Your Health ;
; Many older Americans fear reform would hurt Medicare.
; But experts say it would strengthen the program.
; How would benefits be affected?
Medicare Medicare Safeguarding
Older Americans are speaking out in polls and public forums across the country—voicing their angry suspicions that health care reforms would cut Medicare benefits or increase their costs to help pay for covering the uninsured.
While this summer’s spate of anti-reform propaganda—with
predictions of “death panels,” care denied to those who are “too
old” and even the “elimination” of Medicare—has consistently
been exposed as false, it inevitably feeds those fears.
Experts who have studied the proposals now being debated
generally say the changes actually aim to strengthen Medicare
and improve beneficiaries’ care and access to physicians.
system only adds to uncertainties.
Details of some proposals—especial-
ly financing measures—are bafflingly
technical. When supporters of re-
form, and even President Obama, use
phrases like “bending the cost curve”
to explain how potential savings from
Medicare can help fund reform with-
out cutting benefits, millions of eyes
glaze over. But opposition sound-
bites about “rationing” and “pulling
the plug on Granny” resonate because
they’re frighteningly simple.
The proposals even add new bene-
fits; for example, making preventive
measures, such as mammograms
and colonoscopies, free to benefi-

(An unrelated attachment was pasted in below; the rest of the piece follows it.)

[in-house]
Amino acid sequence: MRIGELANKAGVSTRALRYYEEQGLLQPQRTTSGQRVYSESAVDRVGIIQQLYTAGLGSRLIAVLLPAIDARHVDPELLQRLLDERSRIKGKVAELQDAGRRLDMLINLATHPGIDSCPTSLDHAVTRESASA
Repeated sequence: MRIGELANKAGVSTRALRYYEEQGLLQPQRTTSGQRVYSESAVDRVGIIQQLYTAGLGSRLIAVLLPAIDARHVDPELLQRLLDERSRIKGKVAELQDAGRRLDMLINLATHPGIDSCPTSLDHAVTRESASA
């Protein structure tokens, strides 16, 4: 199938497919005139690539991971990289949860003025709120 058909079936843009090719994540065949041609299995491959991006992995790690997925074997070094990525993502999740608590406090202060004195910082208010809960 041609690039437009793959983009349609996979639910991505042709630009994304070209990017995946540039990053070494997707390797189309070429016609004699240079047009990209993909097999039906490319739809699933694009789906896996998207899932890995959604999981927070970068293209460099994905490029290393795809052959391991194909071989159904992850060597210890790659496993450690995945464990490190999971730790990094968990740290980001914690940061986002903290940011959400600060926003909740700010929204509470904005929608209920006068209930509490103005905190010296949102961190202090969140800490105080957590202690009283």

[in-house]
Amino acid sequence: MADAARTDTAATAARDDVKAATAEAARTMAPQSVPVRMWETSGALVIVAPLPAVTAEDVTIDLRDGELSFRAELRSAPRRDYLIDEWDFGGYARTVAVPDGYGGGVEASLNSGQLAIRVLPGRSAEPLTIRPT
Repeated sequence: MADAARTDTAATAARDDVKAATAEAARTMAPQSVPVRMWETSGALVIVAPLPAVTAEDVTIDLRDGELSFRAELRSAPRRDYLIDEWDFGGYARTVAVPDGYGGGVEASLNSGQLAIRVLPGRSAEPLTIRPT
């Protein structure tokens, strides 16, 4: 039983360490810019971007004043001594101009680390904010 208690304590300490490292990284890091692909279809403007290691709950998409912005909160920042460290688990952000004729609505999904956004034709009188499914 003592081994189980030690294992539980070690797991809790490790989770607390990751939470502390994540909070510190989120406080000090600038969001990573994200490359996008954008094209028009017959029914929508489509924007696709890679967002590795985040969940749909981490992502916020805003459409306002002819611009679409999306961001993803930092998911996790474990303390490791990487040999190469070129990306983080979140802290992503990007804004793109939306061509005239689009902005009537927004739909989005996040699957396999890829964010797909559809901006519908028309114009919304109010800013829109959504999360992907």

ciaries and substantially improving
prescription drug coverage. Still,
the fears remain.
“Medicare beneficiaries are the
most satisfied of any Americans with
their health coverage, so it’s natural
for them to worry about any changes
that might alter it, especially when
they’re being lied to in a deliberate
attempt to make them feel anxious,”
says Jonathan Oberlander, a professor
of social medicine and health policy
at the University of North Carolina,
Chapel Hill, and a historian of Medi-
“In those days,” Oberlander
says, “insurance companies
wouldn’t insure seniors be-
cause they were considered
bad risks, so millions had no
health coverage and often
faced financial ruin if they
became very sick.” In other
words, the same predica-
ment as millions of people
under 65 face now.
Today, older Americans on
The complexity of reforming the
What happens to Medicare without
Often missing from the public con-
versation is what happens to Medi-
care if nothing is done. If Medicare’s
expenditures exceed its income—
which for the hospital side of the
program is projected to happen as
early as 2017—the only way it could
then get out of the hole would be to